June 12, 2007

Sopranos

Well, Noumena may be taking off until August, but some of us don't have a studio apartment in the Ivory Tower, so you'll hopefully be getting plenty of me all through those sun soaked months. Well, until I leave for a week and a half in July...

Anyway, The Sopranos is the most dissapointing series in recent memory and perhaps ever. Yeah, I know I've said I don't take expectations into account when I watch TV or movies, but that doesn't mean dissapointment doesn't exist from time to time. Fortunately, this last season of The Sopranos was so bad that I don't need to take dissapointment into account to trash it. I guess you should know from here that I'll be spoiling with abandon, so plan accordingly.

So, back to my utter dissapointment. The first two seasons of The Sopranos was absolutely fantastic. It was mile smarter than network TV and while not as gritty as Oz, HBO's other crime show, it still challenged what people had become comfortable with in television shows. It gave an interesting look at the workings of modern organized crime while dealing with complex issues of family, friendship, aging, and suburbia. Most of all, like Oz and any other great crime show, it made utterly dispicable characters at the very least interesting and at the most actually sympathetic. It takes a pretty good show to make you watch a scene where a doctor is hit by a moving car for making some bad bets and root for the driver.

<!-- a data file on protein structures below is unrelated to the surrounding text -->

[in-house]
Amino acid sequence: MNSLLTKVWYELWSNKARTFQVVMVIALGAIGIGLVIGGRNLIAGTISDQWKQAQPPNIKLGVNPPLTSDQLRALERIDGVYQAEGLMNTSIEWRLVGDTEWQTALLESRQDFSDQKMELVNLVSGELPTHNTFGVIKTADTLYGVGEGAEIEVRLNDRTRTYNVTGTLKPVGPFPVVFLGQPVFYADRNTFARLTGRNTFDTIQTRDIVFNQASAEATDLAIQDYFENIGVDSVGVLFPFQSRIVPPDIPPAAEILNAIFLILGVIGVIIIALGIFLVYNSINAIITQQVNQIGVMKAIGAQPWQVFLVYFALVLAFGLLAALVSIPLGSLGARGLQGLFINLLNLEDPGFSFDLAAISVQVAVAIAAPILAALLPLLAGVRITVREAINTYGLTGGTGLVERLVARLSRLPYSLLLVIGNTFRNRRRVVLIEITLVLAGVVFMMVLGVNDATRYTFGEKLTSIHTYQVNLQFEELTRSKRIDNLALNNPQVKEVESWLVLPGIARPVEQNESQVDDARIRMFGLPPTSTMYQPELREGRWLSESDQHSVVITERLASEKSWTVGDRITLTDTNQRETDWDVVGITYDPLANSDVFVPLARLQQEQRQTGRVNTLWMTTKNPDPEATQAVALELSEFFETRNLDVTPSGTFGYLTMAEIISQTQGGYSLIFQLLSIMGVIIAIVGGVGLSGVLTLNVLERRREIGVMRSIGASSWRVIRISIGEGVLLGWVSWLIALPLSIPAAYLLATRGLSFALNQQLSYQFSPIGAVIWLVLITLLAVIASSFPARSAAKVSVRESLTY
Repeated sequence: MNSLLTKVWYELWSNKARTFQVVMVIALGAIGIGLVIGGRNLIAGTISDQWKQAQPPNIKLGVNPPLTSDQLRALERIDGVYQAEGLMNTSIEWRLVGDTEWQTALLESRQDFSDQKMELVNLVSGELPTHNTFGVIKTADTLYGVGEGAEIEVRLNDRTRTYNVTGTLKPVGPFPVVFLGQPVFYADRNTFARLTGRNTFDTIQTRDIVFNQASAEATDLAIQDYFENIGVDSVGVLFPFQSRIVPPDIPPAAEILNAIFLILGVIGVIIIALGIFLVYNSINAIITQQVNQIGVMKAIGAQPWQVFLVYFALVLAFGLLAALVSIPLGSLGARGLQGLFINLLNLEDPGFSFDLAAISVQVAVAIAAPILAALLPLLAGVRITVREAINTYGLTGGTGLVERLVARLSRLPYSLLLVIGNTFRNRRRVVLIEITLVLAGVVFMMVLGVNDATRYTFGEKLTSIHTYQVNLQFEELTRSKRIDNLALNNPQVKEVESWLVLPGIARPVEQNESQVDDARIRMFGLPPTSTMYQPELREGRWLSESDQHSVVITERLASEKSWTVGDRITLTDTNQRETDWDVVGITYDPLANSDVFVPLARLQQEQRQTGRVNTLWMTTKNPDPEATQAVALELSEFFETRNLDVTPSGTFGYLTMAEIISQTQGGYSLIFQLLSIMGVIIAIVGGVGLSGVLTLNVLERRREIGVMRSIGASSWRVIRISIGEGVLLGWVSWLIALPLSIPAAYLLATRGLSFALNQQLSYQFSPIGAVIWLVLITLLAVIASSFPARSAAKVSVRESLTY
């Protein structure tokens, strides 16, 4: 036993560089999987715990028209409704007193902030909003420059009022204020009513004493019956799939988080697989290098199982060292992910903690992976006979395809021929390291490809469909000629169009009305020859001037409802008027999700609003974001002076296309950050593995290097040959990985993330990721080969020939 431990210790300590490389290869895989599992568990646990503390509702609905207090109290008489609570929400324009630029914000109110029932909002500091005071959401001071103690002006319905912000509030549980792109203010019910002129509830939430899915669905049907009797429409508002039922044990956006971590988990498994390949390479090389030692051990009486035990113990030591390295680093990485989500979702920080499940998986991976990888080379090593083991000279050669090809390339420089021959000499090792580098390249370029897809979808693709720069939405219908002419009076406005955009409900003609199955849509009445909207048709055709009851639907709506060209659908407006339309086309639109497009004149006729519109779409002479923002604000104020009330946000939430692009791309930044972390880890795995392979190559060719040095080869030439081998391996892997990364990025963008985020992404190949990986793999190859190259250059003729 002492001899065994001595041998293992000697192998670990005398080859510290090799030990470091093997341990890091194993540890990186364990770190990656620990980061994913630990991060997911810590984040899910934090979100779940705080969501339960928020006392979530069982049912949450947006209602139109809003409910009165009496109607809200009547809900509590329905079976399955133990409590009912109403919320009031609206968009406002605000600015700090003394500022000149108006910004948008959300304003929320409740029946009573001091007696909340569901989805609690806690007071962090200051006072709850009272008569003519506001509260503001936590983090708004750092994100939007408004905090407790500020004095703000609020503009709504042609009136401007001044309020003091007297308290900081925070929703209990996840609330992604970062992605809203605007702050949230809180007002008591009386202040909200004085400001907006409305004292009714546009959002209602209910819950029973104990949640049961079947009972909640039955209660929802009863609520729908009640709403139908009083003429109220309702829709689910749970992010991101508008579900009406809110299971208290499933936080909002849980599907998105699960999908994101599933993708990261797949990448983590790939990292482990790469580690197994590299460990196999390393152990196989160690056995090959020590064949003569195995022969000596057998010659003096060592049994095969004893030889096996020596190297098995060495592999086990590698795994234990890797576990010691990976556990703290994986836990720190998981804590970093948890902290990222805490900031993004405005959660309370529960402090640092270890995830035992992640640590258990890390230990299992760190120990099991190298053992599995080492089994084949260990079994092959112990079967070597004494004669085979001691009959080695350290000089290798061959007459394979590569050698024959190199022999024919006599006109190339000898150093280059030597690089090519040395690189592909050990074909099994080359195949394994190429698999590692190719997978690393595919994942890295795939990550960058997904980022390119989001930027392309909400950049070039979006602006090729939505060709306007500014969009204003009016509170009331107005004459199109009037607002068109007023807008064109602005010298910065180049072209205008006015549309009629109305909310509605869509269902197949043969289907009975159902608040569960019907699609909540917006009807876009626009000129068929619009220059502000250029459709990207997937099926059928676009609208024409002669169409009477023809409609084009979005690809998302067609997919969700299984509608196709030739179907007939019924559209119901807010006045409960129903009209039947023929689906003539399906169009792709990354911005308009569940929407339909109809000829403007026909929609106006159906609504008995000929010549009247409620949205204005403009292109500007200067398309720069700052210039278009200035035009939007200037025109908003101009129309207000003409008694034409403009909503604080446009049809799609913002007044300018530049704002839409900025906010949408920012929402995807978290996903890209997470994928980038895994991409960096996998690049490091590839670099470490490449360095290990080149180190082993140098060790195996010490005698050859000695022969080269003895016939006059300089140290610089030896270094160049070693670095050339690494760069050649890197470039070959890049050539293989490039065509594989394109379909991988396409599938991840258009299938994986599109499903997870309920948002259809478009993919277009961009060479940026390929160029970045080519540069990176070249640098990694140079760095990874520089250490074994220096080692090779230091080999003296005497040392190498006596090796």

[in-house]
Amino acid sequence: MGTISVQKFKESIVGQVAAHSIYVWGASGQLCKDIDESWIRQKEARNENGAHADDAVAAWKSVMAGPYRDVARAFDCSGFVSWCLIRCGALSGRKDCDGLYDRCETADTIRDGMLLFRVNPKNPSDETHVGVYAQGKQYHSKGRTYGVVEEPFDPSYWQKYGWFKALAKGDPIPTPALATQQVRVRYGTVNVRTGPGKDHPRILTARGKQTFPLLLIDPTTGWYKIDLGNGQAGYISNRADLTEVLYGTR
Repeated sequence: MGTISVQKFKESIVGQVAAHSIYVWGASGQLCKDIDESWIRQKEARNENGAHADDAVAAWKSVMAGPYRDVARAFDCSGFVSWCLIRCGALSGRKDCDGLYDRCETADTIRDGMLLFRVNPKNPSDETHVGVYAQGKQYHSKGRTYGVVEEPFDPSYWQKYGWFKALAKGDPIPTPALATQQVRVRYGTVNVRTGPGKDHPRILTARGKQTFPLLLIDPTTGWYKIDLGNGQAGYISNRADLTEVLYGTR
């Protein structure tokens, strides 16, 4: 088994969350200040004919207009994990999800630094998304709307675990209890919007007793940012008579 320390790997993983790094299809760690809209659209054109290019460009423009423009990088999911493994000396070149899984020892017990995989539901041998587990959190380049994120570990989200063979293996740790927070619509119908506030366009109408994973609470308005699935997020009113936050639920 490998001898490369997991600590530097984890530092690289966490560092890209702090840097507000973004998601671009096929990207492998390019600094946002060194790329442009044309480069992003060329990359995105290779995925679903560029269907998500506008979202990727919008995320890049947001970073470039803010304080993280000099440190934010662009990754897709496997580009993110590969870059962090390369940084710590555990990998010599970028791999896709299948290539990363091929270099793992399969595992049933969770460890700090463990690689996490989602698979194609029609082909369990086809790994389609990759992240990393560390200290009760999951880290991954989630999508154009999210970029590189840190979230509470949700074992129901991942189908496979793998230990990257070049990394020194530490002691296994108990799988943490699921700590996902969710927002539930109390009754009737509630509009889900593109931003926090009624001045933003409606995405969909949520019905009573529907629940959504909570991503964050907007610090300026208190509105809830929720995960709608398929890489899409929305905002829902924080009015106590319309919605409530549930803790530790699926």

Season 3 was still good, but starting there the show started a slow slide from being about people and their lives to being a show about the mob. The recently finished final season was more about shocking deaths than anything else. Why did Bobby Bacala and Sylvio get shot? As near as I can tell they got shot because they were popular almost-nice-guy characters who's deaths (or comas as the case may be) would pull at the audience's heart strings. Why was there even a mini mob war in the last two episodes (yeah, just the two)? Because the show was ending and I guess they needed something "big" to happen. Nothing resonated for me this season because nothing seemed to happen for a reason other than the immediate necessity of the show ending. The show wasn't "about" anything anymore. Even the end (*especially* the end!) just sort of putters along, pretending to be tense but being about nothing. Is the show about how things just go on? That would certainly be a valid and potentially interesting place to take the show, but just having your characters do the same things that they've always done doesn't make that point on its own.